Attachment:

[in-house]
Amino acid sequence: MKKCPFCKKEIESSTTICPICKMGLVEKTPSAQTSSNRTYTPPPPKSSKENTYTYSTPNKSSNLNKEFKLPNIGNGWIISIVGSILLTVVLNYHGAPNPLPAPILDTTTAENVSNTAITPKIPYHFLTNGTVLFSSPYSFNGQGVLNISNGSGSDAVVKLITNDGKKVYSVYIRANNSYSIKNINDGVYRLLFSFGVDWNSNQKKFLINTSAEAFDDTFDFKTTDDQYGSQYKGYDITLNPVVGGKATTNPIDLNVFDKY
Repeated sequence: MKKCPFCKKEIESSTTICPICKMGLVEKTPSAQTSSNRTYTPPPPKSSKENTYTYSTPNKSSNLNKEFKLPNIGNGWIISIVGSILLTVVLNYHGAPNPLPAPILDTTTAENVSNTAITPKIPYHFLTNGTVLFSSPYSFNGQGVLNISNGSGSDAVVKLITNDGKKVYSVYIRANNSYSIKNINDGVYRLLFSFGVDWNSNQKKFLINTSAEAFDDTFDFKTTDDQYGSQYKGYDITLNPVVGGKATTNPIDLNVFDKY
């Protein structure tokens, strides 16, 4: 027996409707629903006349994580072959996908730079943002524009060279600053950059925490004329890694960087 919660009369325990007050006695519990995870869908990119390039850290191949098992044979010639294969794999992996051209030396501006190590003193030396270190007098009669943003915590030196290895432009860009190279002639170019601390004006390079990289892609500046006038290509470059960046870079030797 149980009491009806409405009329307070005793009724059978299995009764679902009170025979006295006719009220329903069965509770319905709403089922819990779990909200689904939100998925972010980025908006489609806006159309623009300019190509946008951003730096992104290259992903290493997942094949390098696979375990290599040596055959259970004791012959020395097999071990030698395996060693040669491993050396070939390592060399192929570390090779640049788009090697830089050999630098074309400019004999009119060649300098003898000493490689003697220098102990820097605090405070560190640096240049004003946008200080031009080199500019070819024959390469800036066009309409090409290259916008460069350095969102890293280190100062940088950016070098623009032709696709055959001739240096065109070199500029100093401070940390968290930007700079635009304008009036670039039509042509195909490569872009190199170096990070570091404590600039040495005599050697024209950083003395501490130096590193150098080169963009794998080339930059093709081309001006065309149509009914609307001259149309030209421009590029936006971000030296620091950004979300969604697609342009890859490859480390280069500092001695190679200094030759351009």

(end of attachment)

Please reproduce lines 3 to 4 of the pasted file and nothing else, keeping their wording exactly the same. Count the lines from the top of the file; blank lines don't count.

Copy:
Repeated sequence: MKKCPFCKKEIESSTTICPICKMGLVEKTPSAQTSSNRTYTPPPPKSSKENTYTYSTPNKSSNLNKEFKLPNIGNGWIISIVGSILLTVVLNYHGAPNPLPAPILDTTTAENVSNTAITPKIPYHFLTNGTVLFSSPYSFNGQGVLNISNGSGSDAVVKLITNDGKKVYSVYIRANNSYSIKNINDGVYRLLFSFGVDWNSNQKKFLINTSAEAFDDTFDFKTTDDQYGSQYKGYDITLNPVVGGKATTNPIDLNVFDKY
């Protein structure tokens, strides 16, 4: 027996409707629903006349994580072959996908730079943002524009060279600053950059925490004329890694960087 919660009369325990007050006695519990995870869908990119390039850290191949098992044979010639294969794999992996051209030396501006190590003193030396270190007098009669943003915590030196290895432009860009190279002639170019601390004006390079990289892609500046006038290509470059960046870079030797 149980009491009806409405009329307070005793009724059978299995009764679902009170025979006295006719009220329903069965509770319905709403089922819990779990909200689904939100998925972010980025908006489609806006159309623009300019190509946008951003730096992104290259992903290493997942094949390098696979375990290599040596055959259970004791012959020395097999071990030698395996060693040669491993050396070939390592060399192929570390090779640049788009090697830089050999630098074309400019004999009119060649300098003898000493490689003697220098102990820097605090405070560190640096240049004003946008200080031009080199500019070819024959390469800036066009309409090409290259916008460069350095969102890293280190100062940088950016070098623009032709696709055959001739240096065109070199500029100093401070940390968290930007700079635009304008009036670039039509042509195909490569872009190199170096990070570091404590600039040495005599050697024209950083003395501490130096590193150098080169963009794998080339930059093709081309001006065309149509009914609307001259149309030209421009590029936006971000030296620091950004979300969604697609342009890859490859480390280069500092001695190679200094030759351009």